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Human/animal hybrid embryos are 'easy' to make

23 June 2008
Appeared in BioNews 463

The creation of human/animal admixed or 'hybrid' embryos is happening at a rapid rate, according to the experts developing them at Newcastle University, who say that the process is easier than they initially thought.

Speaking at the BIO biotechnology conference in San Diego last week, Dr Lyle Armstrong, leader of the human/animal hybrid embryo project, explained that the technique of  inserting genetically empty cow eggs with human DNA from skin cells has already produced about 270 hybrid embryos. No other research group in the world has spoken of producing these embryos on such a large scale. 'We might be able to get eight to 10 human oocytes [eggs] of sufficient quality per month', Armstrong told the Financial Times newspaper. 'We can get 200 cow eggs a day from the local meat industry', he added.

The process was developed with the intention of overcoming the shortage in supply of human eggs for the production of stem cell, which are subsequently used for research into a wide range of currently incurable diseases, such as diabetes, strokes and Parkinson's. Amid intense opposition from religious groups and pro-life lobbies, Armstrong insists that the creation of these embryos is ethically sound. 'The embryos are mostly self-regulating, because they arrest naturally at 32 cells - which is quite good from an ethical point of view', he said, adding: 'There is no way these embryos could develop into a foetus'. The law does not permit the development of a hybrid embryo beyond 14 days.

Until now, the Human Fertilisation and Embryology Authority (HFEA) granted permissions to research such as this on a case-by-case basis, since no existing law was applicable to it. However, the new Human Fertilisation and Embryology Bill is expected to pass through Parliament shortly and looks likely to provide a firm legal basis for hybrid embryo research. In January, the House of Lords refused to reject clauses in the bill that allow the research, despite pressure from opponents, and last month, MPs voted down a bid to ban human admixed embryo research by 336 to 176 votes and another to ban true hybrids by 286 to 223 votes.

Scientists find hybrid embryos easy to make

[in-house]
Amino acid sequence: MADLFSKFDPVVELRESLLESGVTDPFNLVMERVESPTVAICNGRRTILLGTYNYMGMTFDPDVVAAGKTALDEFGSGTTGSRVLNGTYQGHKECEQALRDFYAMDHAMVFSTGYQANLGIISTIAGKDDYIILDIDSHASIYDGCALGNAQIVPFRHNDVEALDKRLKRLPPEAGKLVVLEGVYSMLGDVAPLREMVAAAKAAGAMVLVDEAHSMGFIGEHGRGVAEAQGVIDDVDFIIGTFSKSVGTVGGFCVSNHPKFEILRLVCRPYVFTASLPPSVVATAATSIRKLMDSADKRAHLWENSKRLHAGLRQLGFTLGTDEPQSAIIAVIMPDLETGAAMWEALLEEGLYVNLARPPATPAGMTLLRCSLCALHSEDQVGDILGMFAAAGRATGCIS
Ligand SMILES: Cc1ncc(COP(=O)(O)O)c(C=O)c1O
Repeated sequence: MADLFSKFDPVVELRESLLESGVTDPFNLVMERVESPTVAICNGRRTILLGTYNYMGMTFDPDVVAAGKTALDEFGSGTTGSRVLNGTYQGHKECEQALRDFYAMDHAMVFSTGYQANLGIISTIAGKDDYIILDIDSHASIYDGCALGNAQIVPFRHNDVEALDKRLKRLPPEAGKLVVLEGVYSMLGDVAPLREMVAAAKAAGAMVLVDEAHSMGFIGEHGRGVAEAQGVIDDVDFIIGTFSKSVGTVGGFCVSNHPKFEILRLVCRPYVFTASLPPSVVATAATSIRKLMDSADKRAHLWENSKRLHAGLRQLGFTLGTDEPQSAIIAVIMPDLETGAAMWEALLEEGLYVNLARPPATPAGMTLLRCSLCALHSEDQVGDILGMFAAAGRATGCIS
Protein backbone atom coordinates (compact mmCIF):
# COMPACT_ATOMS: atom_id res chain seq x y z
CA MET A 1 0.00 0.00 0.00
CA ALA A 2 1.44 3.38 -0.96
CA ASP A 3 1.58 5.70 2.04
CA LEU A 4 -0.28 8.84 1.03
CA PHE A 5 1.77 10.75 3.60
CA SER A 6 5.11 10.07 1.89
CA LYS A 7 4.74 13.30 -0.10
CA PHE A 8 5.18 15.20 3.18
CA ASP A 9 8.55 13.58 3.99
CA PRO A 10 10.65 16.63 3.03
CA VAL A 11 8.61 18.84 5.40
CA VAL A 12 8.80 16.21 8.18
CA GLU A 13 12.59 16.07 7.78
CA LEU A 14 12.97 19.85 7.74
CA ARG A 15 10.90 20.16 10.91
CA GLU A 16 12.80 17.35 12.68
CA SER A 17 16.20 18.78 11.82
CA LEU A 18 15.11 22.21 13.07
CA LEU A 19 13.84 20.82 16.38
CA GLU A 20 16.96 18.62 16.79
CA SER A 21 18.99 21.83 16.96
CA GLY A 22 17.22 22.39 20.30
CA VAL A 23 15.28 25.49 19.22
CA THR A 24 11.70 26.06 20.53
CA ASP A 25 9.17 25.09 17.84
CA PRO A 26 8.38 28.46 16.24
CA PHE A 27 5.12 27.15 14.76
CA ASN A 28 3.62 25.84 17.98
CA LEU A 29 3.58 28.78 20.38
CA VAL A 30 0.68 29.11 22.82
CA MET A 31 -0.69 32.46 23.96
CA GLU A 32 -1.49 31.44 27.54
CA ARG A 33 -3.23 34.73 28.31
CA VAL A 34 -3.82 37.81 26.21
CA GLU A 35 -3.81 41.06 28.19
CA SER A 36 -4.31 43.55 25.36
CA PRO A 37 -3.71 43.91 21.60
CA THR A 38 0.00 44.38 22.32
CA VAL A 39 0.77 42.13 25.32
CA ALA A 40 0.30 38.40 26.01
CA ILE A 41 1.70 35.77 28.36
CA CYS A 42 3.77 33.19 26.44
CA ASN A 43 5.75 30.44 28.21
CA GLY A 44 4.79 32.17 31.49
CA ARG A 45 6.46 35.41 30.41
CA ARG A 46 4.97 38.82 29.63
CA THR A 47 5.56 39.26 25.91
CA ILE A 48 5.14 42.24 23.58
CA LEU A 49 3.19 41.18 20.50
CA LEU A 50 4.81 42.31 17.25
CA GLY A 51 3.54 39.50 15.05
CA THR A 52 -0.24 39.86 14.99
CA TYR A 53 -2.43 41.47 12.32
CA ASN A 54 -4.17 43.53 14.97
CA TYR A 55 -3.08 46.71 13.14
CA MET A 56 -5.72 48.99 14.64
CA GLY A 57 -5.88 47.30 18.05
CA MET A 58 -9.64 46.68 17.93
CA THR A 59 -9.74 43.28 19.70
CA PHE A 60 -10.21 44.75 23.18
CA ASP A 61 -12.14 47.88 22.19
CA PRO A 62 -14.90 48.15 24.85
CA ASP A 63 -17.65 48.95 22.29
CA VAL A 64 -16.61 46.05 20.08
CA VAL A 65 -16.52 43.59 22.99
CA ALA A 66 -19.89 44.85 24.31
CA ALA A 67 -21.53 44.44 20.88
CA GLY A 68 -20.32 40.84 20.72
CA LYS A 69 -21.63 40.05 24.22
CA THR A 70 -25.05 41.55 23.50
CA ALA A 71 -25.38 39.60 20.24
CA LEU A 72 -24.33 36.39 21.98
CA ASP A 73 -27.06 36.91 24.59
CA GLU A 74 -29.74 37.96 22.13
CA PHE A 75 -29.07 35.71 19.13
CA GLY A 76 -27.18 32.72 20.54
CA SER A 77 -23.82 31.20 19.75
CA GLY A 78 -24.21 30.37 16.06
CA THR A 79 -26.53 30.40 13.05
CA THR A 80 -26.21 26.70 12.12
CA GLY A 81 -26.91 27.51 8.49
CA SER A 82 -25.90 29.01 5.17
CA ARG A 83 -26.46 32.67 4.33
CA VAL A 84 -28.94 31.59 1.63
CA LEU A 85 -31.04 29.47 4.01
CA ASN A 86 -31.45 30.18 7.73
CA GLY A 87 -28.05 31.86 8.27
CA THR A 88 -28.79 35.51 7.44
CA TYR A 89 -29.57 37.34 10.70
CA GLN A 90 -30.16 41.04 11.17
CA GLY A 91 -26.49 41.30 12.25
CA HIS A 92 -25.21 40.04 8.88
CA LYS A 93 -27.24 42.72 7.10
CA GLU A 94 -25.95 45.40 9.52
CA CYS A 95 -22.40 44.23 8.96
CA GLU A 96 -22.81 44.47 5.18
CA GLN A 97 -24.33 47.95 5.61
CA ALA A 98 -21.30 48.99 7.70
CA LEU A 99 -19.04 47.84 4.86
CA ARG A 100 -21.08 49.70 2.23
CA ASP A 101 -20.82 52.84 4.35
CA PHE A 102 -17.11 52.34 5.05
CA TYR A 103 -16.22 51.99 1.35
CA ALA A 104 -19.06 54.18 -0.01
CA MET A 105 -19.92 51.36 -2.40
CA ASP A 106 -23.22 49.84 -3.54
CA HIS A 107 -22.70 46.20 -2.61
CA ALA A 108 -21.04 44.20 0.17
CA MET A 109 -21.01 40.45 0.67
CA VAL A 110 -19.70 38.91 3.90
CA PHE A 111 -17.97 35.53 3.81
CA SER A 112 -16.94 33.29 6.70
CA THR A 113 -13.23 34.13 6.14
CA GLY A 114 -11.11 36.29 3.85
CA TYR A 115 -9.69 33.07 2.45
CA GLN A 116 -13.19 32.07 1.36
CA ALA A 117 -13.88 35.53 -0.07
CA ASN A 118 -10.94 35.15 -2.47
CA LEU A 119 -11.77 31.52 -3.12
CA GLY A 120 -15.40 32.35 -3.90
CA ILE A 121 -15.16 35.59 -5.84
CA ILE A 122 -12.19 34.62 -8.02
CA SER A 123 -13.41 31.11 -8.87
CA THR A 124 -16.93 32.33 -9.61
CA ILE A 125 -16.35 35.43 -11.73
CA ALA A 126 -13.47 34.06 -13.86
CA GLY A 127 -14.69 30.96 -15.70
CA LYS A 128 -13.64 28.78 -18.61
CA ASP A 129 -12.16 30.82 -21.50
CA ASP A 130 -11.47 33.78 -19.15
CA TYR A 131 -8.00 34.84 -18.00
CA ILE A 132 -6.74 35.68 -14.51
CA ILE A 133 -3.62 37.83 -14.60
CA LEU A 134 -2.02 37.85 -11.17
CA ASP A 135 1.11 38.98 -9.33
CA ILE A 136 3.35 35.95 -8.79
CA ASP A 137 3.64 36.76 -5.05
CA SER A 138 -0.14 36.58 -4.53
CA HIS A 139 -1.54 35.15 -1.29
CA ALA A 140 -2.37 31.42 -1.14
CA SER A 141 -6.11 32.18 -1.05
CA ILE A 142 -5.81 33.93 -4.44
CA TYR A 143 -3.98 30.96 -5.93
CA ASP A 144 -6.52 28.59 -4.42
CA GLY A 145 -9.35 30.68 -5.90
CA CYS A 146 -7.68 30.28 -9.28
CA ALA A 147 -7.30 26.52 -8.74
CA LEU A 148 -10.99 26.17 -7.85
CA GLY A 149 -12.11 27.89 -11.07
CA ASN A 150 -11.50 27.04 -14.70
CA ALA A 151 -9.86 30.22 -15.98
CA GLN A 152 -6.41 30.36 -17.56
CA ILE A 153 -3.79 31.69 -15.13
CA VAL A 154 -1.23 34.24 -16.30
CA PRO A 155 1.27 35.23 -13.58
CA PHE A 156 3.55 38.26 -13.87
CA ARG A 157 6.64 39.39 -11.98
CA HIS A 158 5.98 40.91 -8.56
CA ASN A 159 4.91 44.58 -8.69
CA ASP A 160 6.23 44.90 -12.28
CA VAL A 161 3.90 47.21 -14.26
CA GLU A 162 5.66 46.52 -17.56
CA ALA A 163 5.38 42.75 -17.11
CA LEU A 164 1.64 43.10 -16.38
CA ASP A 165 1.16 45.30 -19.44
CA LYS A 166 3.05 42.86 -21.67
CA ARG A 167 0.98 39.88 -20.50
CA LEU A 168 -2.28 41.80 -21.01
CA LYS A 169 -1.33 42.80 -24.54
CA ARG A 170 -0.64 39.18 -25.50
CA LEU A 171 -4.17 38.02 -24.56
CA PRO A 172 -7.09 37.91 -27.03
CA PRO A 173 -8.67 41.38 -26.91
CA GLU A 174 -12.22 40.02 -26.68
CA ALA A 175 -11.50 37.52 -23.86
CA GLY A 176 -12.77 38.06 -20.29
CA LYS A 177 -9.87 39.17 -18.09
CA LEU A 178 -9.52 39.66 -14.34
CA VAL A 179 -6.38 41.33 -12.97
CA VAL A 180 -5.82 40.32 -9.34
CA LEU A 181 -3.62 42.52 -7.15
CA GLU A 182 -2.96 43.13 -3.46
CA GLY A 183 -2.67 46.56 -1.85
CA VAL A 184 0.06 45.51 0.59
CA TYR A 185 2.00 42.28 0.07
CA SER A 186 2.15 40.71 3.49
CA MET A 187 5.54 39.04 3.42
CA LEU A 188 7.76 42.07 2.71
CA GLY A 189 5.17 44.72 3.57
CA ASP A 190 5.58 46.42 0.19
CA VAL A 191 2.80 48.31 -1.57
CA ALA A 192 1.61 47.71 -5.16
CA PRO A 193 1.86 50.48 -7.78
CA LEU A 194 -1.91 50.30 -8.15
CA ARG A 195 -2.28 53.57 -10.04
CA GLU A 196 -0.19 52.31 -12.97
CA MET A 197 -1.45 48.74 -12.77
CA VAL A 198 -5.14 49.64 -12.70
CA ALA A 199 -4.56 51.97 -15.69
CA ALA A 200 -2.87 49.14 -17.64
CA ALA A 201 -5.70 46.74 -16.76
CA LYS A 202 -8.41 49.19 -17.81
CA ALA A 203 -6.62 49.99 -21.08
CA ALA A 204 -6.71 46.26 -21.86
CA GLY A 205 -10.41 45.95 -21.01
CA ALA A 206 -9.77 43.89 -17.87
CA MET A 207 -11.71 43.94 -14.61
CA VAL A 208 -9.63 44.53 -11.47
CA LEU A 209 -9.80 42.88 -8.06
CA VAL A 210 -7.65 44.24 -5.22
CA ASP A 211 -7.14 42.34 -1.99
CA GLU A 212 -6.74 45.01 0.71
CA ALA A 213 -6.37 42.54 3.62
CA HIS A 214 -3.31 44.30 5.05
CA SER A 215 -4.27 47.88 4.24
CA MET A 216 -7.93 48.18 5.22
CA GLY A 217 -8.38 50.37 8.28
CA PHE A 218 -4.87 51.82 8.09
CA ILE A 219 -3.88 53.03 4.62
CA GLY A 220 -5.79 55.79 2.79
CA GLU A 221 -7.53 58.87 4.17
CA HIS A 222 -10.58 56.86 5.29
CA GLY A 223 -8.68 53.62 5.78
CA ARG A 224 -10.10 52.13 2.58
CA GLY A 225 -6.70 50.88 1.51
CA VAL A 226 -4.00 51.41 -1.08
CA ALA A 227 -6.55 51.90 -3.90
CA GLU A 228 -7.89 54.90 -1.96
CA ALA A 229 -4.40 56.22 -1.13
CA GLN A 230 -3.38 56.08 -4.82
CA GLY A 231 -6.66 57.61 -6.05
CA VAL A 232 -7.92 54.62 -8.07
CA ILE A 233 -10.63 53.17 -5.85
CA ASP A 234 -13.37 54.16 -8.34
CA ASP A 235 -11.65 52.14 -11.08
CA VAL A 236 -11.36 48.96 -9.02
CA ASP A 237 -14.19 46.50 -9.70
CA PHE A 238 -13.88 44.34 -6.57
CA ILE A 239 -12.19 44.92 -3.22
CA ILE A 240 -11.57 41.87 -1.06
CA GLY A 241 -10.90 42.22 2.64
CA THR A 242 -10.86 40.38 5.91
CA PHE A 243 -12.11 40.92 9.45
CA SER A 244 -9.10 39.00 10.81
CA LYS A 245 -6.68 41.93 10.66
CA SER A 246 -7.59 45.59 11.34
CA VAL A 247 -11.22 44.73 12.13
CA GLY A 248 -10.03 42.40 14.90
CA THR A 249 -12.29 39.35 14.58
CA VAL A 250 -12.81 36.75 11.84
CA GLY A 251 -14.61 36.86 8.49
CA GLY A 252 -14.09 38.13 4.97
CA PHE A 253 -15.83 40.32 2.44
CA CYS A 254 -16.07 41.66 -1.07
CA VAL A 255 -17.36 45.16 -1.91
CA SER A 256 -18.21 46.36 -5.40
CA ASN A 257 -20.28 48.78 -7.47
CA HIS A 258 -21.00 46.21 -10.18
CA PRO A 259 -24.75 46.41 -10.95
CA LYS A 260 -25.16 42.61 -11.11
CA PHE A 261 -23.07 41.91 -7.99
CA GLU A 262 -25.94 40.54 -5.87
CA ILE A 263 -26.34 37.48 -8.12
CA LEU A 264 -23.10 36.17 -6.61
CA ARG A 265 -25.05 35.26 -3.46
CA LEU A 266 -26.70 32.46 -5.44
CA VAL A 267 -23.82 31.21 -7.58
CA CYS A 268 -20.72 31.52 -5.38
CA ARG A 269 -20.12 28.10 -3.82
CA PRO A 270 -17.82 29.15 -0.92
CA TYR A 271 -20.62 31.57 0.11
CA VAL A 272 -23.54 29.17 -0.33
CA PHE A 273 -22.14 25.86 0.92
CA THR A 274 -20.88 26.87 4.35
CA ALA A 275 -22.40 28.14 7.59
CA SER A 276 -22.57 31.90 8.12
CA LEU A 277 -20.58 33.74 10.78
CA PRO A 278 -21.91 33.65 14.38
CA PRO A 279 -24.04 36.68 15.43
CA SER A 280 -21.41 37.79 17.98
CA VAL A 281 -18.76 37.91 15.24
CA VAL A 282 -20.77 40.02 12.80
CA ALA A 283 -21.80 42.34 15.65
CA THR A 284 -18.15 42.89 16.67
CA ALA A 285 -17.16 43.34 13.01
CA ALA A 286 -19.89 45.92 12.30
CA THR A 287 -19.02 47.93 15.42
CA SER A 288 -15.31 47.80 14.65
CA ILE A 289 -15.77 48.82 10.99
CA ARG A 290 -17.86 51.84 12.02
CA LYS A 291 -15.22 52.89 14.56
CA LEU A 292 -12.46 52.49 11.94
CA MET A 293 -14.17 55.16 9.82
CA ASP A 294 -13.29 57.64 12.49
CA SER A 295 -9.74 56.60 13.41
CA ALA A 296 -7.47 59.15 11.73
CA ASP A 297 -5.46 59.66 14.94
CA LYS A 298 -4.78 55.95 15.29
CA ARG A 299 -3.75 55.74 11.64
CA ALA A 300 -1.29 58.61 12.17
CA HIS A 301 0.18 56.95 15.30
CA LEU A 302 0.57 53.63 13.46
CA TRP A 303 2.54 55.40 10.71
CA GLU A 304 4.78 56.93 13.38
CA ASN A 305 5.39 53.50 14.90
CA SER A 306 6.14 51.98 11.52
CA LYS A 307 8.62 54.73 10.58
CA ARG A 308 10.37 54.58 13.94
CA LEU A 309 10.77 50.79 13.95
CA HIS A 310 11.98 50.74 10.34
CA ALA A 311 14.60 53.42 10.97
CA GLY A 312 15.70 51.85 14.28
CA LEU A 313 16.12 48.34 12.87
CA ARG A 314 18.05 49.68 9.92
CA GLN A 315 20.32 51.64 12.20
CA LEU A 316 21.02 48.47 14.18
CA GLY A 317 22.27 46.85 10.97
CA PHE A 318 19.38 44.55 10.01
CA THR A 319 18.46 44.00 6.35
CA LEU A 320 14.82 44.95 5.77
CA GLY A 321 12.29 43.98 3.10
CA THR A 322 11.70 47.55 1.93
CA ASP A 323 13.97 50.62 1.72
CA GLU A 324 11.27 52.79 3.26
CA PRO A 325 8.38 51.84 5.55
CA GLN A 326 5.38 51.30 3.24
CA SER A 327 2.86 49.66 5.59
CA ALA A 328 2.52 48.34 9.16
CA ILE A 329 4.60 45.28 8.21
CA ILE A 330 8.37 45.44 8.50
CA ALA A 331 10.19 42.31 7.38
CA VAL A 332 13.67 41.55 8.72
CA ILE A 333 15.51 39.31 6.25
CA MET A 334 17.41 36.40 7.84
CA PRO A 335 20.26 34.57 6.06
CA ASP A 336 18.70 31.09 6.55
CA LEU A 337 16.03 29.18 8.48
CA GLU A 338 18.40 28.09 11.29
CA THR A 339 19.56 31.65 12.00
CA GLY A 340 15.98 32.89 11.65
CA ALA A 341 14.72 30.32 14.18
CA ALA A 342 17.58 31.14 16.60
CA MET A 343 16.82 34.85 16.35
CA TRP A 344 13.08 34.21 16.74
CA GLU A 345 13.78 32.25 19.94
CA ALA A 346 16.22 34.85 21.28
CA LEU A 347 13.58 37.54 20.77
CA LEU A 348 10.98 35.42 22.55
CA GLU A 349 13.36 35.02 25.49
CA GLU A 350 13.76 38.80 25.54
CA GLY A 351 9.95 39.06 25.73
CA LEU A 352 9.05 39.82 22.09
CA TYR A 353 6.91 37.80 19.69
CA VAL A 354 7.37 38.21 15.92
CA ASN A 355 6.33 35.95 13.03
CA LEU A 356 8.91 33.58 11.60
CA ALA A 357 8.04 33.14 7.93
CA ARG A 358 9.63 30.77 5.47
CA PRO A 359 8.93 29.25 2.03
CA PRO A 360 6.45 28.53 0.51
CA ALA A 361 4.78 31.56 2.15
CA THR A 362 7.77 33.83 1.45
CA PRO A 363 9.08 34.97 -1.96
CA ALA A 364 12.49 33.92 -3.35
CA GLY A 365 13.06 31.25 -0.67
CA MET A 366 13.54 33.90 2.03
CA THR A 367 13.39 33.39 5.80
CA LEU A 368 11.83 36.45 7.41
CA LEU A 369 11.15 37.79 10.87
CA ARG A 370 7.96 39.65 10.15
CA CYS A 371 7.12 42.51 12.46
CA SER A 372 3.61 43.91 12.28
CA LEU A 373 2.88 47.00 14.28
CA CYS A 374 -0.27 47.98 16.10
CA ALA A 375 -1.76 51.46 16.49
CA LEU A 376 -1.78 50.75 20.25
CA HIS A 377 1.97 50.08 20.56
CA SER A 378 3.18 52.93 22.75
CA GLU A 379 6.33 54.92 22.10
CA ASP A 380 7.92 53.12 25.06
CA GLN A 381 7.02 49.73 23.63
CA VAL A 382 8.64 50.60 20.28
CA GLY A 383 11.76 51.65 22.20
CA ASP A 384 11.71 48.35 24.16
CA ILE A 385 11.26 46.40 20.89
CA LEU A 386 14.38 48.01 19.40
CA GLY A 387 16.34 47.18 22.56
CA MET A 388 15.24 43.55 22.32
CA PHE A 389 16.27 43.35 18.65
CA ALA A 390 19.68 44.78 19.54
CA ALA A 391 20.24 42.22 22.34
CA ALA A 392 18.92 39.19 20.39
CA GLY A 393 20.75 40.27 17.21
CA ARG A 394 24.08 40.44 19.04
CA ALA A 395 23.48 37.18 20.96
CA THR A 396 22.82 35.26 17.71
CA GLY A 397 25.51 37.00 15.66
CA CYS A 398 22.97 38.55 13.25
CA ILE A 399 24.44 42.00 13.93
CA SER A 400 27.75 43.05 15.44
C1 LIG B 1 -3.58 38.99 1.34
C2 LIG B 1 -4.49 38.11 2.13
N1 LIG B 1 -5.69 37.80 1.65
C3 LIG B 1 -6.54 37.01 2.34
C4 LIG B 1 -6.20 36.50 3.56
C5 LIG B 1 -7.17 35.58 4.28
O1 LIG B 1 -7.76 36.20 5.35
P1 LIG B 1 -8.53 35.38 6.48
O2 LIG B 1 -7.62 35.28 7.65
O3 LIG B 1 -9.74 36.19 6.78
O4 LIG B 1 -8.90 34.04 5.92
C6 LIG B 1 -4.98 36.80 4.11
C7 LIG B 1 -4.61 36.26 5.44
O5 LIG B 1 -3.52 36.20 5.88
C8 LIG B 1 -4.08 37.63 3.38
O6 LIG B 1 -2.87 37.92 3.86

The Financial Times |  20 June 2008
U.K. Researcher: Creation of Human/Animal Hybrid Embryos is Easier than Expected
Life Site |  20 June 2008
UK university's success with hybrid embryos
UK Trade and Investment |  20 June 2008
28 November 2008 - by Dr Megan Allyse 
Two independent pressure groups are claiming that licenses allowing research into the creation of human admixed embryos are unlawful and that research should be halted immediately. A UK High Court judge heard arguments in London last Wednesday on whether or not to initiate judicial review of the...
7 July 2008 - by Dr Rebecca Robey 
Two announcements made last week have important implications for the future progress of human stem cell research in the UK. Both were related to research involving 'therapeutic cloning' - the creation of stem cell lines from patients with incurable diseases (such as Alzheimer's and cardiomyopathy) in order to...
27 May 2008 - by Ailsa Stevens 
The creation of human admixed or 'hybrid' embryos - which contain both human and animal material - is perhaps the most controversial aspect of the Human Fertilisation and Embryology (HFE) Bill, and is an issue on which UK Prime Minister Gordon Brown bowed to pressure for a free vote by MPs, following...
27 May 2008 - by Katy Sinclair 
By Katy Sinclair: The UK Government has defeated a bid to prevent the creation of human admixed embryos, after a cross-party attempt to ban the controversial research was lost by 336 votes to 176. The vote followed the debate stage of the Human Fertilisation and Embryology Bill. Amendments to ban...
7 April 2008 - by Dr Jess Buxton 
Scientists based at the University of Newcastle have announced the successful creation of human hybrid embryos, made by inserting human genetic material into 'hollowed out' cow eggs. Team leader Lyle Armstrong presented the preliminary data at a conference in Israel. The team hopes that such embryos...
21 January 2008 - by Katy Sinclair 
The Human Fertilisation and Embryology Authority (HFEA) License Committee has granted two one-year licenses permitting scientists at Kings College London and Newcastle University to carry out research using human-animal embryos. Over the past 12 months the HFEA has been deliberating on whether the creation of embryos using...
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